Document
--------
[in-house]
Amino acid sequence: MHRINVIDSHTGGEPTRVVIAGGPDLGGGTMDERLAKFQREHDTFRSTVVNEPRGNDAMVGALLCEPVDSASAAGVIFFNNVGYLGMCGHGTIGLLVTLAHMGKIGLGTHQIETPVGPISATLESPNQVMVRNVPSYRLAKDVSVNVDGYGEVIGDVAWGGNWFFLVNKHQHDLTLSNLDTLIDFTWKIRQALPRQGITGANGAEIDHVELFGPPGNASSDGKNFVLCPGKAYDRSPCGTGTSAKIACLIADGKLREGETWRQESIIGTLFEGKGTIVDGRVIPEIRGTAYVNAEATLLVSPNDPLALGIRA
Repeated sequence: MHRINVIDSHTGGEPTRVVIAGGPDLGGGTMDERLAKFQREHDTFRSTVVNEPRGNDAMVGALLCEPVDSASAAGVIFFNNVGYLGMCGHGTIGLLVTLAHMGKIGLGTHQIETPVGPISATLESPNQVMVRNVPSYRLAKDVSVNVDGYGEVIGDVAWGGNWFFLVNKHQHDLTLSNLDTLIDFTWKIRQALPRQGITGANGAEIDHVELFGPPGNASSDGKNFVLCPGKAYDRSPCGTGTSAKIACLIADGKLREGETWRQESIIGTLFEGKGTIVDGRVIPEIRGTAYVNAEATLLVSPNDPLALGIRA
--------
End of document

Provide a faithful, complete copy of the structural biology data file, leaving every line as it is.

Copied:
[in-house]
Amino acid sequence: MHRINVIDSHTGGEPTRVVIAGGPDLGGGTMDERLAKFQREHDTFRSTVVNEPRGNDAMVGALLCEPVDSASAAGVIFFNNVGYLGMCGHGTIGLLVTLAHMGKIGLGTHQIETPVGPISATLESPNQVMVRNVPSYRLAKDVSVNVDGYGEVIGDVAWGGNWFFLVNKHQHDLTLSNLDTLIDFTWKIRQALPRQGITGANGAEIDHVELFGPPGNASSDGKNFVLCPGKAYDRSPCGTGTSAKIACLIADGKLREGETWRQESIIGTLFEGKGTIVDGRVIPEIRGTAYVNAEATLLVSPNDPLALGIRA
Repeated sequence: MHRINVIDSHTGGEPTRVVIAGGPDLGGGTMDERLAKFQREHDTFRSTVVNEPRGNDAMVGALLCEPVDSASAAGVIFFNNVGYLGMCGHGTIGLLVTLAHMGKIGLGTHQIETPVGPISATLESPNQVMVRNVPSYRLAKDVSVNVDGYGEVIGDVAWGGNWFFLVNKHQHDLTLSNLDTLIDFTWKIRQALPRQGITGANGAEIDHVELFGPPGNASSDGKNFVLCPGKAYDRSPCGTGTSAKIACLIADGKLREGETWRQESIIGTLFEGKGTIVDGRVIPEIRGTAYVNAEATLLVSPNDPLALGIRA